The wealth of insights that one is able to gain from a treasure trove of data depends largely on making sense of the data. Data science is the discipline which uses various methods, processes, formulae, algorithms and systems in order to bring data alive. In order to do so however, it is crucial that this data is presented in a manner which can be easily understood and applied. The rationale of this is to ensure that the target audience (who are often not trained to understand data) receives and understands the message. Before a data scientist embarks on a project of analyzing data, the first question that is asked is the objective of the project. In other words, the business case that is to be made. Hence, clarity should be first imposed on this general level as to what is it that the data scientist is seeking to achieve to help the business.
On a more specific level, we concentrate on the mediums that data scientists use in order to process the data. This usually takes the form of graphs, charts, tables, and formulae. These help to highlight patterns and trends and in more complex cases, can show proportionality between sets of data for the purposes of comparison. Again, as the emphasis of this article goes, the data scientist must not be lost in these statistical tools which would make sense to them, but not a novice in this area.
The step forward in presenting data is where the secret of clarity lies. The first of which is visualization. The human brain connects best with pictures and diagrams (which are known to speak a thousand words, or in this case presumably numbers). When pictures are used for the purposes of presentation, they have the effect of conveying a complex message to the uninitiated. For example, an essay on the origins of data science would leave many readers disconnected as compared to a comic strip mapping out the same evolution. The emphasis on visualization is on the story which brings to the next point on relatability.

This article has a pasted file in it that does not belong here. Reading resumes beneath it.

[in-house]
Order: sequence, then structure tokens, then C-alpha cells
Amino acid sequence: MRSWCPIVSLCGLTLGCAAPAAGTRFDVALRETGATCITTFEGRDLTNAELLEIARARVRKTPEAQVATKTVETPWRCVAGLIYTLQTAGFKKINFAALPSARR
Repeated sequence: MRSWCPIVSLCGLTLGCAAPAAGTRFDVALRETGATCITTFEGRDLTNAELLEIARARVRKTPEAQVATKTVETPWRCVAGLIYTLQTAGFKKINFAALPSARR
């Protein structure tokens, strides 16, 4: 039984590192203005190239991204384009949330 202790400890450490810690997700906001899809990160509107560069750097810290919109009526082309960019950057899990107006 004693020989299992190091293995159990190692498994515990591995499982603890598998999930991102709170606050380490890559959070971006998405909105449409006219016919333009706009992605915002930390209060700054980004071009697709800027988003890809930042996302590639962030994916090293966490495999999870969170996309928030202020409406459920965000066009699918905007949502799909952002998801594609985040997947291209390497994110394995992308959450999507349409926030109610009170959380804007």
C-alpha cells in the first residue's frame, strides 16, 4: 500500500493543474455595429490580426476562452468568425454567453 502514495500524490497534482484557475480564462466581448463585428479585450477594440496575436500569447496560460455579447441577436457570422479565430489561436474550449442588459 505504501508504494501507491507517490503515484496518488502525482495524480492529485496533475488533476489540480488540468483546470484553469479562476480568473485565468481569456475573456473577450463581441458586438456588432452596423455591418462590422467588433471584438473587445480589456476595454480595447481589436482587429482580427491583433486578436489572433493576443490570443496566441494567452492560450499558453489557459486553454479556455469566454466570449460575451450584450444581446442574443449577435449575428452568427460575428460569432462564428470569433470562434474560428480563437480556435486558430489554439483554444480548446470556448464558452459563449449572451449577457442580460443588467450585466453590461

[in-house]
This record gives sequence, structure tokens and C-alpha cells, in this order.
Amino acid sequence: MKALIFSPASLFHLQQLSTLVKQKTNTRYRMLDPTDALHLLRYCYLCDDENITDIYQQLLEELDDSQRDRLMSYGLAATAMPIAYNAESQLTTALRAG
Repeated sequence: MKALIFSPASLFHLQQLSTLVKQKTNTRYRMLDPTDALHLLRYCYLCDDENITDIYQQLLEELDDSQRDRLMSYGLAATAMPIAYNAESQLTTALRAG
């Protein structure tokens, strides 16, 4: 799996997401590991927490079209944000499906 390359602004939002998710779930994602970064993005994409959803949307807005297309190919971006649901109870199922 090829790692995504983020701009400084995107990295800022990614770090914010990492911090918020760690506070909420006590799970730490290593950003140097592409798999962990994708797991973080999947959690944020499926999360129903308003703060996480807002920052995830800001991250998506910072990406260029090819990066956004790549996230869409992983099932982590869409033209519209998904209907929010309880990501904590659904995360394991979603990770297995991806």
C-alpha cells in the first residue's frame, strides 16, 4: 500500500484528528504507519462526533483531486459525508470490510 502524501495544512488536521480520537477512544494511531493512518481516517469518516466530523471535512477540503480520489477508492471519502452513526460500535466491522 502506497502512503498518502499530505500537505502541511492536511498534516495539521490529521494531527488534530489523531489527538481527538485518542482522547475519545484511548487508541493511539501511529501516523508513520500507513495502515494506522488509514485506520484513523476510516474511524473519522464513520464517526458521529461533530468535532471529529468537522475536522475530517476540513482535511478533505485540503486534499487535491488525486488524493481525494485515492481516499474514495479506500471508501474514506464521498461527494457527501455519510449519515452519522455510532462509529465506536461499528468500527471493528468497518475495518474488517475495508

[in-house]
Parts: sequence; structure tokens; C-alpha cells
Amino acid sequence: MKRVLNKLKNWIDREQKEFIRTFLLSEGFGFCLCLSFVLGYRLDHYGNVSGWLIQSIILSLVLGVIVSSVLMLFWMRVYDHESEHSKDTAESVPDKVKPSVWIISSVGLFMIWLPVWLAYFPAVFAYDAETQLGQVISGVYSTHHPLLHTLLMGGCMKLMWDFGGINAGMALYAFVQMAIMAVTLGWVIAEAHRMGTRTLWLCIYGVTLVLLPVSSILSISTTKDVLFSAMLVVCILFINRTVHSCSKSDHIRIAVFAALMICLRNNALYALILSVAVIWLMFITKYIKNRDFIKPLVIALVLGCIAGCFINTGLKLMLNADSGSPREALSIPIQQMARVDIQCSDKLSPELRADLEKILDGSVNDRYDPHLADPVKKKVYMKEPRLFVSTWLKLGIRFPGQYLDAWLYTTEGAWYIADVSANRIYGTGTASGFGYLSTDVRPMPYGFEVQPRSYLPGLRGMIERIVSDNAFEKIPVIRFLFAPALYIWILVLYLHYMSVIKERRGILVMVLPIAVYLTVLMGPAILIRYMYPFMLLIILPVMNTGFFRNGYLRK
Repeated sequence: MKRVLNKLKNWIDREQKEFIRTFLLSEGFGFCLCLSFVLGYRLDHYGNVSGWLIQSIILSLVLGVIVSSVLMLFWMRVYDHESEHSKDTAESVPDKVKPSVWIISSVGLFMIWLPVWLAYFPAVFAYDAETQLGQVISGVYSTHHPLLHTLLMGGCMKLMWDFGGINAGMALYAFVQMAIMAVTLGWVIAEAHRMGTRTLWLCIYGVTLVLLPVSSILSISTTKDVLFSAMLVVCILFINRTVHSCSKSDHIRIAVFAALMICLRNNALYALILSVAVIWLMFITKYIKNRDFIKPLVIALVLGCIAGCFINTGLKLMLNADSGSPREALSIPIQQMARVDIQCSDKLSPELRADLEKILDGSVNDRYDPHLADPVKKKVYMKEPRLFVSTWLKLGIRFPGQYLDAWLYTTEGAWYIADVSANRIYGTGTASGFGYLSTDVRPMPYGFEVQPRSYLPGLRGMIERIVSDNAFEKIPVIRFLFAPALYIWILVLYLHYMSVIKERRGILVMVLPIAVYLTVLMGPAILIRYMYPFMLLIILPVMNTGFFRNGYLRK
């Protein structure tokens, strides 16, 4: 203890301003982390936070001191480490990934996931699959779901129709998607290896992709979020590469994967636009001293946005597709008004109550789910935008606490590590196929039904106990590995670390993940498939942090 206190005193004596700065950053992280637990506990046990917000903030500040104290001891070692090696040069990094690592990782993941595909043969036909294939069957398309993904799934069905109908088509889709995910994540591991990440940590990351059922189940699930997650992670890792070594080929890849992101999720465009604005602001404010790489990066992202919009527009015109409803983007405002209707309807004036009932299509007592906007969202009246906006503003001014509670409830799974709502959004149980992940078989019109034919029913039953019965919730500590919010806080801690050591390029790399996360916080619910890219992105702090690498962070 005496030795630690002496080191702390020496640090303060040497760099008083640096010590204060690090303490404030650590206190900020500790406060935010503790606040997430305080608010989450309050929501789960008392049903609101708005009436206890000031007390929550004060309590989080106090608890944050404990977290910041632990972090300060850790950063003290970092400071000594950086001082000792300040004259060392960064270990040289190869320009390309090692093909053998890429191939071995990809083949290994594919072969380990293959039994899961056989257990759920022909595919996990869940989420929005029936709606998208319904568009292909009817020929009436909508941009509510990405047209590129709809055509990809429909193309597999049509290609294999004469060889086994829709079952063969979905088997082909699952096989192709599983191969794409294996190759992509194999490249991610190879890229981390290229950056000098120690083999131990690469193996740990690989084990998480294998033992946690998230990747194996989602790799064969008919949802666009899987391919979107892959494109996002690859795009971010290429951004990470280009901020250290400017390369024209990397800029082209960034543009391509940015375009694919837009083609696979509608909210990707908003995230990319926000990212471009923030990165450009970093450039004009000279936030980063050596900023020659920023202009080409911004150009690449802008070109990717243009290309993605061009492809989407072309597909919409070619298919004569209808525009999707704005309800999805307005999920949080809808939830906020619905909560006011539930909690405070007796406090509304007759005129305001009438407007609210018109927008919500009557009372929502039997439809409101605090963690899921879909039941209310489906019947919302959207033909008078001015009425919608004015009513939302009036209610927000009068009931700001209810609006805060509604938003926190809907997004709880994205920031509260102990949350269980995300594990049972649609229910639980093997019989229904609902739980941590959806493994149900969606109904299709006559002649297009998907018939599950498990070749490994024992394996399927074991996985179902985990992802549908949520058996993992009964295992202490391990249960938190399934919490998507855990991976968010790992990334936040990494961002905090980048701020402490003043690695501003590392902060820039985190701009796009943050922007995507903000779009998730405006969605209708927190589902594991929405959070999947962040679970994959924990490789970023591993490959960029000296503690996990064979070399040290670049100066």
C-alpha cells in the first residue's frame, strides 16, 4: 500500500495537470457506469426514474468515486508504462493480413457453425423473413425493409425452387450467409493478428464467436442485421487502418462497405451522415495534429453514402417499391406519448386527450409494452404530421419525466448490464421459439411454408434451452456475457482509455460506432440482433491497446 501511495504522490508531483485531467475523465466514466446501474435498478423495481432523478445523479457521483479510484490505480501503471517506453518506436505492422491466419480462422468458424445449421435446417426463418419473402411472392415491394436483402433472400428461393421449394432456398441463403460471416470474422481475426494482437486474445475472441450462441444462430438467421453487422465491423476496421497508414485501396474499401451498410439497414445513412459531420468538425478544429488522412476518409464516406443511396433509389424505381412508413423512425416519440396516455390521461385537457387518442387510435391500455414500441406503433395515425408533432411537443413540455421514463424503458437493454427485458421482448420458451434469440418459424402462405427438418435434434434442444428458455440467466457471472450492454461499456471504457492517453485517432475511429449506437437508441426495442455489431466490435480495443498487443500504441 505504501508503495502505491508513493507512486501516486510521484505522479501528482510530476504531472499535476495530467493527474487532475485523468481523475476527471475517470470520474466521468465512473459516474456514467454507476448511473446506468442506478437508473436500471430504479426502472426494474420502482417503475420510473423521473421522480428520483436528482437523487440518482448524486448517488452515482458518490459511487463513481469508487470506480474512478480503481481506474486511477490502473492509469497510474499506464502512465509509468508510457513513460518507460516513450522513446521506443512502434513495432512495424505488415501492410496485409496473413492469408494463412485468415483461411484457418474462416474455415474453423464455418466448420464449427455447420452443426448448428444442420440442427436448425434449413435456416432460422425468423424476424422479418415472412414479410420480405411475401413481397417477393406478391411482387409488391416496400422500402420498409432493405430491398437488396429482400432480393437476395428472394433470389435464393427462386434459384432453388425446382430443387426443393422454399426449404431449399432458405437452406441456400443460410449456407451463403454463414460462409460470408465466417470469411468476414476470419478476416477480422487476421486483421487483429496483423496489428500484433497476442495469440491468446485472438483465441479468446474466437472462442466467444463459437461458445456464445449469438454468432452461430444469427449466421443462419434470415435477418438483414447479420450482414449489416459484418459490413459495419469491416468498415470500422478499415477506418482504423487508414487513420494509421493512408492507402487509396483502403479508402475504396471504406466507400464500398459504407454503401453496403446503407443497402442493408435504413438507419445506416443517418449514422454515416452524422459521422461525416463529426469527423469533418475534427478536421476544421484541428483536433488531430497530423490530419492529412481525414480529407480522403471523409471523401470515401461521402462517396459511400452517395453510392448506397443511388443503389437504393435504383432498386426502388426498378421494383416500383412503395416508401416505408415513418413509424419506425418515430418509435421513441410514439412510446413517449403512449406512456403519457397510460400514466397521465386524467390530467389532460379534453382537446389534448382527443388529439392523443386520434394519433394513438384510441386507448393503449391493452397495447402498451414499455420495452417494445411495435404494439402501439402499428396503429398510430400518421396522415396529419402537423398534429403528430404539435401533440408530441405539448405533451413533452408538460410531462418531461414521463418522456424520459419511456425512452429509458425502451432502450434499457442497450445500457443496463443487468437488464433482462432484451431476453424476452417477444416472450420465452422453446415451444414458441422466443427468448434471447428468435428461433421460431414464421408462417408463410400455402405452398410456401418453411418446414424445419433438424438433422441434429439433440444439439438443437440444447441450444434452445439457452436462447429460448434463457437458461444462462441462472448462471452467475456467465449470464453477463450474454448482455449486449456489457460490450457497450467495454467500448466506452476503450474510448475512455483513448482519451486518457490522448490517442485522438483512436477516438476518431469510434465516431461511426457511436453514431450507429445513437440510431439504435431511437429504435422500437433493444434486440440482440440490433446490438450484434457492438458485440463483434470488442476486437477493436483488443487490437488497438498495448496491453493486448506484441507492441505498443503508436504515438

In order for the significance of the data to be emphasized, it must be presented in a manner which the audience can relate to. When data is broken down into a story, it makes the message more understandable, valuable and most importantly memorable. The enormity of the data can lead to a tendency for the message to be vague and general. But again, as we tie this to the objective of the data, it is worth noting that being concise and specific is better that covering everything but saying nothing.
To the person receiving the data, the value is not in the data itself but the conclusions that are to be drawn from it. In this vein, the value of the data is further enhanced when data is not only presented clearly, but also incorporates practical takeaways. This would reaffirm the value of the data and would help the recipient immediately find utility in applying it to certain business tasks at hand.
The value of presenting data in a manner which is clear and effective cannot be emphasized more. The obvious benefits of doing so, as set out above, would differentiate the ideal data scientist from the rest of the group. If the data scientist not only makes sense of the data for himself, but also does so for others, his contributions will be remembered and valued in any organization.